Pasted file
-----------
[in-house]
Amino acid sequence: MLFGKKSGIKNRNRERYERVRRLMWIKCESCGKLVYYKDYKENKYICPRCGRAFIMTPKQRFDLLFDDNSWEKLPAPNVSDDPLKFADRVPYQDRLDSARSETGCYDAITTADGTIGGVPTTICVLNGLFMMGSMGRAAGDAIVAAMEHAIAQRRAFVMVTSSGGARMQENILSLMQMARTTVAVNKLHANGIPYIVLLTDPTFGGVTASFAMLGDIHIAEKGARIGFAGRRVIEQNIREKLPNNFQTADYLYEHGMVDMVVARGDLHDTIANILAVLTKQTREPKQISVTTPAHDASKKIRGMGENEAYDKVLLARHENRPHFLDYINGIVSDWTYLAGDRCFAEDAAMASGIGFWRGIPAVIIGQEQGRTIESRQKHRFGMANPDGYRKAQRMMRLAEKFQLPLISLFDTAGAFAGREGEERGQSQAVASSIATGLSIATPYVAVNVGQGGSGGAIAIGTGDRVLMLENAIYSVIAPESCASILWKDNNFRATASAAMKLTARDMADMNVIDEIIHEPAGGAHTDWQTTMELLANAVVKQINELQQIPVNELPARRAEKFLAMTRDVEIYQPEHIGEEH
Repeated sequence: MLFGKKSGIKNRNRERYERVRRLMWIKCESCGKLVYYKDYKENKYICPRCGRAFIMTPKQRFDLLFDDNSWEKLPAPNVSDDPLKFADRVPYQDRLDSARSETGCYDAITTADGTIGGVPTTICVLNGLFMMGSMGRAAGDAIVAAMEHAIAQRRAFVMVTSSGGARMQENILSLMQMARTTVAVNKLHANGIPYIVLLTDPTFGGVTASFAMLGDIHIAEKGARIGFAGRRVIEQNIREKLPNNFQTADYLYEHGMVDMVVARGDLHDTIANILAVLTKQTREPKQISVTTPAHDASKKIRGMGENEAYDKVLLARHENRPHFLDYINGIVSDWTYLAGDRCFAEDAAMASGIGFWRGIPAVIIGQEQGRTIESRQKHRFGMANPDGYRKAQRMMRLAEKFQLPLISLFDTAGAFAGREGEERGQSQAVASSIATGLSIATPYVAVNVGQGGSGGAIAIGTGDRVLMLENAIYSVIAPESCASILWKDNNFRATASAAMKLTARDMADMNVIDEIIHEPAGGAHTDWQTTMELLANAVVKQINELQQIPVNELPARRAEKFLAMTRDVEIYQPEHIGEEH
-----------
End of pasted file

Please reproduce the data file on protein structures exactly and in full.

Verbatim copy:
[in-house]
Amino acid sequence: MLFGKKSGIKNRNRERYERVRRLMWIKCESCGKLVYYKDYKENKYICPRCGRAFIMTPKQRFDLLFDDNSWEKLPAPNVSDDPLKFADRVPYQDRLDSARSETGCYDAITTADGTIGGVPTTICVLNGLFMMGSMGRAAGDAIVAAMEHAIAQRRAFVMVTSSGGARMQENILSLMQMARTTVAVNKLHANGIPYIVLLTDPTFGGVTASFAMLGDIHIAEKGARIGFAGRRVIEQNIREKLPNNFQTADYLYEHGMVDMVVARGDLHDTIANILAVLTKQTREPKQISVTTPAHDASKKIRGMGENEAYDKVLLARHENRPHFLDYINGIVSDWTYLAGDRCFAEDAAMASGIGFWRGIPAVIIGQEQGRTIESRQKHRFGMANPDGYRKAQRMMRLAEKFQLPLISLFDTAGAFAGREGEERGQSQAVASSIATGLSIATPYVAVNVGQGGSGGAIAIGTGDRVLMLENAIYSVIAPESCASILWKDNNFRATASAAMKLTARDMADMNVIDEIIHEPAGGAHTDWQTTMELLANAVVKQINELQQIPVNELPARRAEKFLAMTRDVEIYQPEHIGEEH
Repeated sequence: MLFGKKSGIKNRNRERYERVRRLMWIKCESCGKLVYYKDYKENKYICPRCGRAFIMTPKQRFDLLFDDNSWEKLPAPNVSDDPLKFADRVPYQDRLDSARSETGCYDAITTADGTIGGVPTTICVLNGLFMMGSMGRAAGDAIVAAMEHAIAQRRAFVMVTSSGGARMQENILSLMQMARTTVAVNKLHANGIPYIVLLTDPTFGGVTASFAMLGDIHIAEKGARIGFAGRRVIEQNIREKLPNNFQTADYLYEHGMVDMVVARGDLHDTIANILAVLTKQTREPKQISVTTPAHDASKKIRGMGENEAYDKVLLARHENRPHFLDYINGIVSDWTYLAGDRCFAEDAAMASGIGFWRGIPAVIIGQEQGRTIESRQKHRFGMANPDGYRKAQRMMRLAEKFQLPLISLFDTAGAFAGREGEERGQSQAVASSIATGLSIATPYVAVNVGQGGSGGAIAIGTGDRVLMLENAIYSVIAPESCASILWKDNNFRATASAAMKLTARDMADMNVIDEIIHEPAGGAHTDWQTTMELLANAVVKQINELQQIPVNELPARRAEKFLAMTRDVEIYQPEHIGEEH